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The Bushcraft Show 2016

May 28, 2016

I persuaded my family to come with me to this year's Bushcraft Show in Derbyshire. Or rather, I bought a family ticket and then told them that they were coming.

 

This was the first time we had been, and as soon as we had parked the car and walked through the field to the show gates, the girls were already beginning to ID particular Bushcraft Show-types. They have form in this field: when we visited the Daintree rainforest in Queensland last year, the girls counted "hippies". They classified "hippies" as anyone with a) dreadlocks, b) more bracelets than strictly necessary, c) bare feet, d) tie-dyed clothing or skirts decorated with bells.

 

Bushcraft Show visitors fell into 3 distinct categories (according to the teenagers):

 

1) Rambo Wannabees - mostly lone military-type men with camouflage clothing (this doesn't really work at a Bushcraft Show unless your camo gear comprises of patterns that look like gazebos and/or ice cream vans); utility belts with vast numbers of knives and pouches dangling from them; scary tattoos.

 

2) Camping Crew - outdoorsy families who clearly have a Mountain Warehouse/Cotswold loyalty card/online account; easily identified by dad who will always be carrying a 40 litre rucksack with everyone's breathable waterproof coat in it (well, it's best to be prepared), sensible walking boots or trainers ("they're not trainers, they're Approach Shoes..."); a compass and map (never rely on technology - that SatNav might lead you off a cliff...).

 

3) Wizards/Dwarves - barefooted couples, often with beards (not just the men either...); very often sporting an antler-handled traditionally-made fire steel on a leather lanyard around their necks (just in case they were called upon to make an impromptu fire at the show....);  wearing an ethically-sourced rabbit skin bum bag or kangaroo hide hat; piercings.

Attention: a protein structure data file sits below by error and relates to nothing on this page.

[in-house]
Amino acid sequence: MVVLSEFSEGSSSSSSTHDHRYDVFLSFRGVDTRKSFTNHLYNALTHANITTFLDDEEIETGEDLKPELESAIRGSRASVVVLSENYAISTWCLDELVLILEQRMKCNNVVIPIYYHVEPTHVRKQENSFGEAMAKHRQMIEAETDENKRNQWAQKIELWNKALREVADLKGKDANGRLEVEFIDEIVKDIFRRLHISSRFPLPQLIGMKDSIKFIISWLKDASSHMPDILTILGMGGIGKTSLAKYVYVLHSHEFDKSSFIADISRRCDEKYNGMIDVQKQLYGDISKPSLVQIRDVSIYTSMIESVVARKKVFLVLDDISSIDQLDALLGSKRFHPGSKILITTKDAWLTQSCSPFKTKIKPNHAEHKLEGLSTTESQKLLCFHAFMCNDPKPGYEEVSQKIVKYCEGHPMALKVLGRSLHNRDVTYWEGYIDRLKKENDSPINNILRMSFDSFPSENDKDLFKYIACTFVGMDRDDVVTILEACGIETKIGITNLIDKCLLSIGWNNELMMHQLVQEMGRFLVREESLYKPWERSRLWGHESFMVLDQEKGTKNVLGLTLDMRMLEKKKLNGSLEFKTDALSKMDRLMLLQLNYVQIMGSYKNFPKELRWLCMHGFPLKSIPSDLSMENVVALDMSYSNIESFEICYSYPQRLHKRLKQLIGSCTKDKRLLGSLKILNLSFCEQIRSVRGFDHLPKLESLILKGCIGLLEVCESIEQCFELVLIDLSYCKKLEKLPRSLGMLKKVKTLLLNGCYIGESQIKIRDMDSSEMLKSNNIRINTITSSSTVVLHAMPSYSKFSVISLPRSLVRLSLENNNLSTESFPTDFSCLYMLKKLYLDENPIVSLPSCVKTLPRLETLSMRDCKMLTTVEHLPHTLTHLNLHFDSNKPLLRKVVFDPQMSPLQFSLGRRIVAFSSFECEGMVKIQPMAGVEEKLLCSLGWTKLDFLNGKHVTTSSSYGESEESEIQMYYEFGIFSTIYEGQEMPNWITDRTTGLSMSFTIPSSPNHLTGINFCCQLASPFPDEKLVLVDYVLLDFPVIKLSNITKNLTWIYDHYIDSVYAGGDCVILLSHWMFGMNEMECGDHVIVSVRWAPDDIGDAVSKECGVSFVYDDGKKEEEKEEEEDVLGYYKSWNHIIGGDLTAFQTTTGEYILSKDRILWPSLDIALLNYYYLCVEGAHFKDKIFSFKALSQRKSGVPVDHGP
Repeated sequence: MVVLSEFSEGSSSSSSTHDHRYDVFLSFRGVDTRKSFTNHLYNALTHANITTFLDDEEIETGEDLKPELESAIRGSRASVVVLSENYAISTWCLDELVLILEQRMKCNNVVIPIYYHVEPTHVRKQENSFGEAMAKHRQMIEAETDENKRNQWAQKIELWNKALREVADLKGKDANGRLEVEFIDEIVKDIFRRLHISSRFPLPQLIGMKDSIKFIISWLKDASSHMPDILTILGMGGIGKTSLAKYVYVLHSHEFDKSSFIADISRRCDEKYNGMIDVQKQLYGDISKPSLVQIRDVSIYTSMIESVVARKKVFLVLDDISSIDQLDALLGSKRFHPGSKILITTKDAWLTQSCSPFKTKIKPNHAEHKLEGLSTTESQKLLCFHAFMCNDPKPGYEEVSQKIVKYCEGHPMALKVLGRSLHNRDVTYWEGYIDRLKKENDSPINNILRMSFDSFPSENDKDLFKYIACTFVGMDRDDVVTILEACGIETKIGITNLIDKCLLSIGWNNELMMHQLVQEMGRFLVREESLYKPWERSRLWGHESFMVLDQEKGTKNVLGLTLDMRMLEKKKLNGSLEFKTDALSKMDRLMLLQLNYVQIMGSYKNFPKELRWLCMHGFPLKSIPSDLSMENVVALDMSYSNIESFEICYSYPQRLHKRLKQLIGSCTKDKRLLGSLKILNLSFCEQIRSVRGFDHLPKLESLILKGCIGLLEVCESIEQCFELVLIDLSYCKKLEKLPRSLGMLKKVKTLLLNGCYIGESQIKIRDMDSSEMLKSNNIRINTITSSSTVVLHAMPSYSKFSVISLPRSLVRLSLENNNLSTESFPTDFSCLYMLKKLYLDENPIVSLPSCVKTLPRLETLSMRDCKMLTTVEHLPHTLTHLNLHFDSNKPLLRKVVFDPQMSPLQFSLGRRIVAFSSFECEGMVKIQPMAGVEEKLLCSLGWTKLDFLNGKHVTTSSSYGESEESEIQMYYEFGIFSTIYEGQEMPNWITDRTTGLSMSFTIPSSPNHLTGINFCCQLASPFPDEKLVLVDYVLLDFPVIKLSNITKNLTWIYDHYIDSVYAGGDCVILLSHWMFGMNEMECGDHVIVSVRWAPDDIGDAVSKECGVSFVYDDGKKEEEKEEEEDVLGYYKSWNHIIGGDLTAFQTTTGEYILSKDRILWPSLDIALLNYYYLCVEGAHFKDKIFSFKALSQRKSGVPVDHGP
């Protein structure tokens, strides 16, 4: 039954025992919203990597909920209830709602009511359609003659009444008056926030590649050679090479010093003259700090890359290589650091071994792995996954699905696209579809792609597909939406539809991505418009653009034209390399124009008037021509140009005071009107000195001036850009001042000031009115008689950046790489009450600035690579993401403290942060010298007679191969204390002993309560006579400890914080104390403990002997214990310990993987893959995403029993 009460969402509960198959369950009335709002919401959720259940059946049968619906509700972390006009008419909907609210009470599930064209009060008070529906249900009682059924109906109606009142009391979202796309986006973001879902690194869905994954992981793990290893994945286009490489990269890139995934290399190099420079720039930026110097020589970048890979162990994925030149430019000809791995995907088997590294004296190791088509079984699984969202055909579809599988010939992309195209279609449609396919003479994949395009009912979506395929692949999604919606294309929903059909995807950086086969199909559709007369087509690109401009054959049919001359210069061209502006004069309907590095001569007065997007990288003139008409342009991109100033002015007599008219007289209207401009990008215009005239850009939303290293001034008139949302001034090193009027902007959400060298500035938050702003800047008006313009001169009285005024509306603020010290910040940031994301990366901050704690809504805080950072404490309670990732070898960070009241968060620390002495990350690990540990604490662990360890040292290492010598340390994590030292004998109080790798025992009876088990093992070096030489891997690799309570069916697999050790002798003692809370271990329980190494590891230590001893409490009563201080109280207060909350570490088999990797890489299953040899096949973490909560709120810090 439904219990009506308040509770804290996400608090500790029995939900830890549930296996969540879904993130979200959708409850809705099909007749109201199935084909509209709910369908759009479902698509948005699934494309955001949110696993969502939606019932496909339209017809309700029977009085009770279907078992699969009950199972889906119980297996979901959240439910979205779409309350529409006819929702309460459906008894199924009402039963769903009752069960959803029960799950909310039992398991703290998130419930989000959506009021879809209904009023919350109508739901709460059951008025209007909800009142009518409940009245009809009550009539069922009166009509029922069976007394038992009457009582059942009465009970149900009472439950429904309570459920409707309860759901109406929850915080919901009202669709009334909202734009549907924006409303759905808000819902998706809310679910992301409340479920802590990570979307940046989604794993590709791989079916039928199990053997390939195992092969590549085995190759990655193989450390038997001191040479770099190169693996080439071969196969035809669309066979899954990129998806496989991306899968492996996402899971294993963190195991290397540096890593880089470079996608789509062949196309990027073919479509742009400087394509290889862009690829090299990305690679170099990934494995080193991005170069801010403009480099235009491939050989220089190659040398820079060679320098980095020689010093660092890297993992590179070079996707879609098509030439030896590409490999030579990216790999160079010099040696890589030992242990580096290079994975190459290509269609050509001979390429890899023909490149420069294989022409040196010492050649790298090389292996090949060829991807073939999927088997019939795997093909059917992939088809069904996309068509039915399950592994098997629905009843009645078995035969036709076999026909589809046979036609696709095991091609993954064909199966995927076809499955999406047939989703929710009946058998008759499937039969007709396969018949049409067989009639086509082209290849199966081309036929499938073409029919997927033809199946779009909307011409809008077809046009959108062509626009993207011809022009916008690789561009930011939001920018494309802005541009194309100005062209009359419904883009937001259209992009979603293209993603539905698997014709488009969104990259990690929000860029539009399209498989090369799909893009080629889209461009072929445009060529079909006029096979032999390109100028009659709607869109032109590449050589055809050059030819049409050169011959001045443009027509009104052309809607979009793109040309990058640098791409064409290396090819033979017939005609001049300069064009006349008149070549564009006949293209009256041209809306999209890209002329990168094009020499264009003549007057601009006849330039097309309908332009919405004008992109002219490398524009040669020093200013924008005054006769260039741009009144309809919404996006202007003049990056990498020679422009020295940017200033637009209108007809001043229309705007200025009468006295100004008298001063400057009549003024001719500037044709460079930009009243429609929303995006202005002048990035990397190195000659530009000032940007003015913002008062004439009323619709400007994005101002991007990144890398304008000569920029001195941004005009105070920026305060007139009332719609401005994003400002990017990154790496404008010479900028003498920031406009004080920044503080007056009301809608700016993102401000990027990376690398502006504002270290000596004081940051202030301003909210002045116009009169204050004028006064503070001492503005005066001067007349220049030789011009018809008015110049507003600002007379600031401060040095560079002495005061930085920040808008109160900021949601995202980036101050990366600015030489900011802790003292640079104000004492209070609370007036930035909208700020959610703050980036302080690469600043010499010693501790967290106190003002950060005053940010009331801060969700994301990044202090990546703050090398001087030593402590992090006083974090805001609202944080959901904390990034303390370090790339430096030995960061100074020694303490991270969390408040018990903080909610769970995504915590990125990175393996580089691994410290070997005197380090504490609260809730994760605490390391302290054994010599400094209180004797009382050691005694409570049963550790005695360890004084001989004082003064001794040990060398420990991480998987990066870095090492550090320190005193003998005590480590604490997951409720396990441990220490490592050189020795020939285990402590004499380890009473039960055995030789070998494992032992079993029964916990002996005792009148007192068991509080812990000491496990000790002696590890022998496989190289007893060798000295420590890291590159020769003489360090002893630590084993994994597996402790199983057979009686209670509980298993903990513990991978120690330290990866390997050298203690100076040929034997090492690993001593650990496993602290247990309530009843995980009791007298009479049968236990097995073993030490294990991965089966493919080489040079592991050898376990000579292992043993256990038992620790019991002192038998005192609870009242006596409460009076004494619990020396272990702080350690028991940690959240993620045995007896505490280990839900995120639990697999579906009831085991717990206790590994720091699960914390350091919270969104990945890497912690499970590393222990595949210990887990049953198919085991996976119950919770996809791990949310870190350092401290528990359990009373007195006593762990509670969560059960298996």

Once the girls were happy amusing themselves with their imaginary I-Spy Book of Bushcrafters, Mr Wildly Curious and I took some time to explore the site before settling down to listen to a lecture on the Psychology of Survival. I thought it was very interesting, but some people couldn't even survive the whole 50 minute talk without having to have to go outside to fetch coffee, have a smoke, or walk their dog. There was a small puppy, however, who refused to leave and had to be dragged out.

 

Lunch proved a hit with both girls - a bacon roll for the carnivore, a jacket spud for the vegetarian and bison burgers for the grown ups. We then watched a group learning how to make a spoon with an axe which would have been really interesting if I could have torn my eyes away from the bare feet of the instructor. What Health and Safety?

 

A top moment in the day for me was settling down to watch 5 pairs battle it out in a Ready, Steady, Cook-style scenario. Each pair had a fire bowl, a fire steel, a Dutch oven, a bag of ingredients (including a fresh partridge complete with feathers) and the choice of 5 items from the "larder" (a table with a set of faded ingredients probably out of someone's caravan c.1997). They had to light the fire, prep, cook and present a meal in 45 minutes. Finished dishes ranged from those with "deep fried chips" to "partridge with a jus".

 

We watched demonstrations for using a fire bow, skinning a deer, had a go at using a fire piston, tried our hand at axe throwing, and listened to talks about traditional Scandinavian cold weather gear and kayak making. Ice creams were enjoyed, as was some craft beer and cider.

 

The main highlight of my day was managing to tick off some of the items on my Wish List - I bought a Dutch oven, a grill, a skillet, 2 flints and steels, a rabbit skin, a fire piston, a down jacket, a crook knife and a shelter-building guide. Oh, and I saw Ray Mears and Lofty Wiseman.

 

The highlight of the day for the girls was buying jewellery from a beautiful Masai girl, and then spotting a gentleman whose cat rode around all day perched upon his ample belly. Most impressive. Type 3.

 

The Bushcraft Show 2016 was well-organised, with just the right number of people there to be able to see and do everything. Everyone was friendly and smiling. It was also very tidy - presumably the majority of people there are of the "leave no trace" ilk and certainly practised what they preach. We had a very enjoyable time, doing what all families love to do on a day out - eat, drink, buy stuff and watch other people doing things that you wish you could do.

 

We're Type 2s, in case you were wondering.....

 

 

 

 

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